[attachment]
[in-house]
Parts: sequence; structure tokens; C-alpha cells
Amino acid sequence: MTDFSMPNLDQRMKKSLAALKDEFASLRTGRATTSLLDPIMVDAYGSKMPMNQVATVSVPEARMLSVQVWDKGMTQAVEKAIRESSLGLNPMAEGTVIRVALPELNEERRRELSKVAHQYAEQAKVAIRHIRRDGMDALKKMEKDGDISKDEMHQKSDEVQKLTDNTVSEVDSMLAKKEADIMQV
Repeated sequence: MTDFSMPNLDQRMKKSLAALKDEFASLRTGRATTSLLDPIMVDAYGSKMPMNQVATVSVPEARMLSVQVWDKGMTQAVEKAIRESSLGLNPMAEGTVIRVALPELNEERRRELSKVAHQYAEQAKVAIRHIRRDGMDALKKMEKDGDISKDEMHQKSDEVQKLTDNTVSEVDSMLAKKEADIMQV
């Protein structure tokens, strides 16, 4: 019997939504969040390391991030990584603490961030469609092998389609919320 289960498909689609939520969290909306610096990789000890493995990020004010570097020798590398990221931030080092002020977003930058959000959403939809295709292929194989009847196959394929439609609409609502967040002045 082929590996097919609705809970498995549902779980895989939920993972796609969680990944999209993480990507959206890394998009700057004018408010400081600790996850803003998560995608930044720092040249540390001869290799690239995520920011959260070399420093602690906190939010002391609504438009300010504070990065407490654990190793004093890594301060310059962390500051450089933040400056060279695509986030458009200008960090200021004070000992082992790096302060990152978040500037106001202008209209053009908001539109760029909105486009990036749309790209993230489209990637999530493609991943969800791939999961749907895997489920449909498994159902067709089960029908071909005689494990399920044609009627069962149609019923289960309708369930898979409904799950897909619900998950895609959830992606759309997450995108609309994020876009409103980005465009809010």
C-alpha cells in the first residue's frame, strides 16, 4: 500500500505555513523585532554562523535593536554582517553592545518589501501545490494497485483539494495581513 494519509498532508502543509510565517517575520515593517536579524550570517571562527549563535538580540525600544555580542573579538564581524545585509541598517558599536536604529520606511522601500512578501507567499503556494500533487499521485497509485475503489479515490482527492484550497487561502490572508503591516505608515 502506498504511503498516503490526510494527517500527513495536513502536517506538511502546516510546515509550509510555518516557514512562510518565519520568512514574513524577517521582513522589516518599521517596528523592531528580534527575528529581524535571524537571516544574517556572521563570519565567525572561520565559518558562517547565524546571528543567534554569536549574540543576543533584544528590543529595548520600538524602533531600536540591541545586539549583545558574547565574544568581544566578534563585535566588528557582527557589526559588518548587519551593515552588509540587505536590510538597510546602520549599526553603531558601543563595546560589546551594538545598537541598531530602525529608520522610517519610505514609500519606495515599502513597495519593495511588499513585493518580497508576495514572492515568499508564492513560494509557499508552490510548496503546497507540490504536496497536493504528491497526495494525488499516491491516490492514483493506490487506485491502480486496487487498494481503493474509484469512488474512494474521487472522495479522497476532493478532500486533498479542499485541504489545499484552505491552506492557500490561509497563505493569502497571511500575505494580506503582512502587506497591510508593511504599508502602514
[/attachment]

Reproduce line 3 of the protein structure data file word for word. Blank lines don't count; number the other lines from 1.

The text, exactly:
Amino acid sequence: MTDFSMPNLDQRMKKSLAALKDEFASLRTGRATTSLLDPIMVDAYGSKMPMNQVATVSVPEARMLSVQVWDKGMTQAVEKAIRESSLGLNPMAEGTVIRVALPELNEERRRELSKVAHQYAEQAKVAIRHIRRDGMDALKKMEKDGDISKDEMHQKSDEVQKLTDNTVSEVDSMLAKKEADIMQV